John A. Baden is founder and chairman of the Foundation for Research on Economics and the Environment (FREE), located in Bozeman, Montana.
Baden, who received his Ph.D. in political science from Indiana University in 1969, was a leader in developing the New Resource Economics, an incentive-based approach to environmental and natural resource management. He has held endowedprofessorships, received teaching awards, and is the author or contributing editor of seven books and numerous articles on energy and natural resources.
Baden is a member of the Mont Pelerin Society and the Philadelphia Society, has served two terms on the National Petroleum Council, and has served as president of the Association of Private Enterprise Education. He was co-founder of the Environmental Management M.B.A. program at the University of Washington. Baden and his wife, Ramona Marotz-Baden, both bicyclists, own and operate a ranch in the Gallatin Valley of Montana.
H. Sterling Burnett is a senior fellow on environmental policy at the Heartland Institute and the managing editor of Environment & Climate News.
Burnett worked at the National Center for Policy Analysis for 18 years, ending his tenure there as senior fellow in charge of environmental policy. He has held various positions in professional and public policy organizations. He is a past president of the Dallas Woods and Water Conservation Club; a senior fellow at the Texas Public Policy Foundation; an academic advisor for Collegians for a Constructive Tomorrow; an advisory board member to the Cornwall Alliance; and an advisor for e American Legislative Exchange Council (ALEC task force.
Burnett has a B.A. in cultural anthropology from Southern Methodist University (1986) and an M.A. (1991) and Ph.D. (2001) in applied philosophy from Bowling Green State University, with a specialization in environmental ethics.
Holly Fretwell is director of outreach and a research fellow at the Property and Environment Research Center (PERC). For two decades, her research has focused on public lands policy and property rights. As an outdoor enthusiast, Fretwell strives to enhance conservation through cooperation and entrepreneurship.
Fretwell is author of Who is Minding the Federal Estate? Political Management of America’s Public Lands. She has provided congressional testimony on the state of U.S. national parks and the future of the Forest Service and has presented papers promoting the use of markets in public land management.
An educator at heart, Fretwell taught economics at Montana State University for 15 years, works with the Foundation for Teaching Economics, and has coauthored a curriculum for high school teachers on economic principles. Fretwell holds a B.A. in political science and an M.S. in resource economics from Montana State University. John Goodman is president of the virtual think tank the Goodman Institute, based in Dallas, Texas.
Wallace Kaufman’s career spans writing, teaching, and real estate, in which he has pioneered by creating and using environmental covenants in housing developments.
He has a B.A. from Duke and an M.Litt from Oxford, where he was a Marshall Scholar. Kaufman is the author of several books, including a memoir, a sci-fi novel about the ethical issues of genomics, and an early critique of the environmental movement, No Turning Back: Dismantling the Fantasies of Environmental Thinking.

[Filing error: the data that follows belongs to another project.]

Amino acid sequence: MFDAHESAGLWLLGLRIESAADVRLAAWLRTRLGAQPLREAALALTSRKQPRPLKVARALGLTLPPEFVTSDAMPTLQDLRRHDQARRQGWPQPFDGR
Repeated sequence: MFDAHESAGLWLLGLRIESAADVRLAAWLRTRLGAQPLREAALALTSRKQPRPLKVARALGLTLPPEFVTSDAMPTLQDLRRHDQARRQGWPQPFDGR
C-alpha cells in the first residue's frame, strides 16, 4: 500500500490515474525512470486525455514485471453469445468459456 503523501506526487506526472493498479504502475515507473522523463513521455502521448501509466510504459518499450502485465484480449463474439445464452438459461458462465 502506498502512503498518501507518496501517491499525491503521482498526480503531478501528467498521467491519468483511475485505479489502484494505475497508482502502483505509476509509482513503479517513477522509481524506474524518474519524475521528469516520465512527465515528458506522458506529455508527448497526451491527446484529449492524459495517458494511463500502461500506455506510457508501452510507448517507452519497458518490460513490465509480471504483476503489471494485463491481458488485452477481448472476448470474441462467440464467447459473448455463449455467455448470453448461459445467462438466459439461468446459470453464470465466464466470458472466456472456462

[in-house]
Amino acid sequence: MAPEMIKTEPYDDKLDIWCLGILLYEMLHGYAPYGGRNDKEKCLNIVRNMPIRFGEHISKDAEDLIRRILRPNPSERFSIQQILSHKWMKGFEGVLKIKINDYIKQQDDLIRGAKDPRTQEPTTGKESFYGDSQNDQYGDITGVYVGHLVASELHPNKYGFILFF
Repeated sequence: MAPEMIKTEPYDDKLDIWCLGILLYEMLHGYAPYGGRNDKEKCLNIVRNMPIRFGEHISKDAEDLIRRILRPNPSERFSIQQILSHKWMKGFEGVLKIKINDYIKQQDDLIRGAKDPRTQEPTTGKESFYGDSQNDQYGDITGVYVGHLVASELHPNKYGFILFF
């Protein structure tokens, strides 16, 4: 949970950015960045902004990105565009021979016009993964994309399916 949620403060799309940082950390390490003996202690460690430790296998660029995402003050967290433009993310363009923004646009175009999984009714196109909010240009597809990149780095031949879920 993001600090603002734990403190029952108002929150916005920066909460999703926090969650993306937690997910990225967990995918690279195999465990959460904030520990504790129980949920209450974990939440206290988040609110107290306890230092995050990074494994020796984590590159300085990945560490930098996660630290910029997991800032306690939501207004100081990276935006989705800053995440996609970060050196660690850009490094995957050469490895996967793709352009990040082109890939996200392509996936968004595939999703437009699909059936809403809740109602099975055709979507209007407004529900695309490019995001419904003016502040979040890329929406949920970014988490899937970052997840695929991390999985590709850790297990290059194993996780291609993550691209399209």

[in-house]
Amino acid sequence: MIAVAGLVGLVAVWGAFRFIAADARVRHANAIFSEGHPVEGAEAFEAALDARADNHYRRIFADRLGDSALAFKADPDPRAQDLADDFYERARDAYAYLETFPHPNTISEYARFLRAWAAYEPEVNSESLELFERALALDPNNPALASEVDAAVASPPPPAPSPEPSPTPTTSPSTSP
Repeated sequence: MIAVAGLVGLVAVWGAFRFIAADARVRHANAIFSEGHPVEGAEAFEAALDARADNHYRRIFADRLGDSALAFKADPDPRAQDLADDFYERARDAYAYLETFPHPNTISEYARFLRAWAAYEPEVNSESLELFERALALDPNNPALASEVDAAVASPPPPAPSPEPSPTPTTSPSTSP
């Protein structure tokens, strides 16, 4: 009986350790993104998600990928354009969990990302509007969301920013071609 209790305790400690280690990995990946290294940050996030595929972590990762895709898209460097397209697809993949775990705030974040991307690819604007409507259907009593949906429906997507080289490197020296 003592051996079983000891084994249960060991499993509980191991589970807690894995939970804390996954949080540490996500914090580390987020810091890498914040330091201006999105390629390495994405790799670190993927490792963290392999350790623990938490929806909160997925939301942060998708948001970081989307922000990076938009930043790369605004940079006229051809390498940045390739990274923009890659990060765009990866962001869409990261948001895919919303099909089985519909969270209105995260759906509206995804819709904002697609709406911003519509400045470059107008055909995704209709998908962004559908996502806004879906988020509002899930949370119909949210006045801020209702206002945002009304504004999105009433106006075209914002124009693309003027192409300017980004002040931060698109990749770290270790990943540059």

Recently he has taught poetry for Oregon Coast Community College and a course on environmental covenants at Texas A&M Law School in Fort Worth. He has served as resident adviser on housing and land reform in Kazakhstan, created several rural acreage communities with environmental covenants in North Carolina, and now works from his home base on a deep-water slough on the Oregon coast, where he photographs wildlife and landscapes.
Jane Shaw Stroup (who also writes under the name Jane S. Shaw) is chair of the James G. Martin Center for Academic Renewal. She was president of the center (then called the Pope Center for Higher Education Policy) from 2008 until 2015, when she retired.
Stroup spent 22 years with PERC, the Property and Environment Research Center in Bozeman, Montana, where she was a senior fellow. Previously, she was a journalist and was an associate economics editor of Business Week before she joined PERC. With Michael Sanera, she coauthored Facts, Not Fear: Teaching Children about the Environment and initiated a book series for young people, Critical Thinking about Environmental Issues. She coedited A Guide to Smart Growth (Heritage Foundation) with Ronald Utt.
Stroup is a past president of the Association of Private Enterprise Education. She is married to economist Richard Stroup.
Martin Morse Wooster, a senior fellow at the Capital Research Center, specializes in writing about philanthropy. He is the author of three books: Angry Classrooms, Vacant Minds; The Great Philanthropists and the Problem of ‘Donor Intent’; and Great Philanthropic Mistakes. His monographs include Should Foundations Live Forever? (Capital Research Center), The Foundation Builders (Philanthropy Roundtable,) Return to Charity? (Capital Research Center), By Their Bootstraps (Manhattan Institute), and Games Universities Play (James G. Martin Center).
Wooster has been an editor at The American Enterprise, Reason, the Wilson Quarterly, and Harper’s Magazine He has contributed to the Encyclopedia of Philanthropy, the Encyclopedia of Civil Rights, and Notable American Philanthropists.
Wooster’s articles and reviews have appeared numerous publications such as the Wall Street Journal, Washington Post, Washington Times, American Spectator, and Reason, to name just a few. Wooster has degrees in history and philosophy from Beloit College.